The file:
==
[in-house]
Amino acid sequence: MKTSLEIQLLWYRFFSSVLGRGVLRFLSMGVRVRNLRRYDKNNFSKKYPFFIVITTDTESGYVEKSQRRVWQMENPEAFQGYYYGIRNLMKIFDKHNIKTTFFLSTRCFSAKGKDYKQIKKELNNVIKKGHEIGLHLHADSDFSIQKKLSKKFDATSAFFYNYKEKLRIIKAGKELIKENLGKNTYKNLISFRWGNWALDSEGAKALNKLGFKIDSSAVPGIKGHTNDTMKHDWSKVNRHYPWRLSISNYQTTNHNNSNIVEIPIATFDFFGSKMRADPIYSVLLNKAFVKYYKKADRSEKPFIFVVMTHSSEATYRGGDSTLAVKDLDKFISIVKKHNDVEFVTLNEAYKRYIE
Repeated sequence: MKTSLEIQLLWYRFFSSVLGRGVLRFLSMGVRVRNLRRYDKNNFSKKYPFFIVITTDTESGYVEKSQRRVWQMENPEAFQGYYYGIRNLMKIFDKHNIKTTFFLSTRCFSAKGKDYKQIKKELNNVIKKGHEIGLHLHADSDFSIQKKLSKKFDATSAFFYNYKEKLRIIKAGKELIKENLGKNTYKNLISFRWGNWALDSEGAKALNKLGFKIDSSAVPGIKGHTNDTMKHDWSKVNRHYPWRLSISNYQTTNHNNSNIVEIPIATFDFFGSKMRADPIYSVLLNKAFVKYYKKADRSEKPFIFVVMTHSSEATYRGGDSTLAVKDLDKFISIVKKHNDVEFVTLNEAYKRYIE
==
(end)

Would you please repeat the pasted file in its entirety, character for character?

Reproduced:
[in-house]
Amino acid sequence: MKTSLEIQLLWYRFFSSVLGRGVLRFLSMGVRVRNLRRYDKNNFSKKYPFFIVITTDTESGYVEKSQRRVWQMENPEAFQGYYYGIRNLMKIFDKHNIKTTFFLSTRCFSAKGKDYKQIKKELNNVIKKGHEIGLHLHADSDFSIQKKLSKKFDATSAFFYNYKEKLRIIKAGKELIKENLGKNTYKNLISFRWGNWALDSEGAKALNKLGFKIDSSAVPGIKGHTNDTMKHDWSKVNRHYPWRLSISNYQTTNHNNSNIVEIPIATFDFFGSKMRADPIYSVLLNKAFVKYYKKADRSEKPFIFVVMTHSSEATYRGGDSTLAVKDLDKFISIVKKHNDVEFVTLNEAYKRYIE
Repeated sequence: MKTSLEIQLLWYRFFSSVLGRGVLRFLSMGVRVRNLRRYDKNNFSKKYPFFIVITTDTESGYVEKSQRRVWQMENPEAFQGYYYGIRNLMKIFDKHNIKTTFFLSTRCFSAKGKDYKQIKKELNNVIKKGHEIGLHLHADSDFSIQKKLSKKFDATSAFFYNYKEKLRIIKAGKELIKENLGKNTYKNLISFRWGNWALDSEGAKALNKLGFKIDSSAVPGIKGHTNDTMKHDWSKVNRHYPWRLSISNYQTTNHNNSNIVEIPIATFDFFGSKMRADPIYSVLLNKAFVKYYKKADRSEKPFIFVVMTHSSEATYRGGDSTLAVKDLDKFISIVKKHNDVEFVTLNEAYKRYIE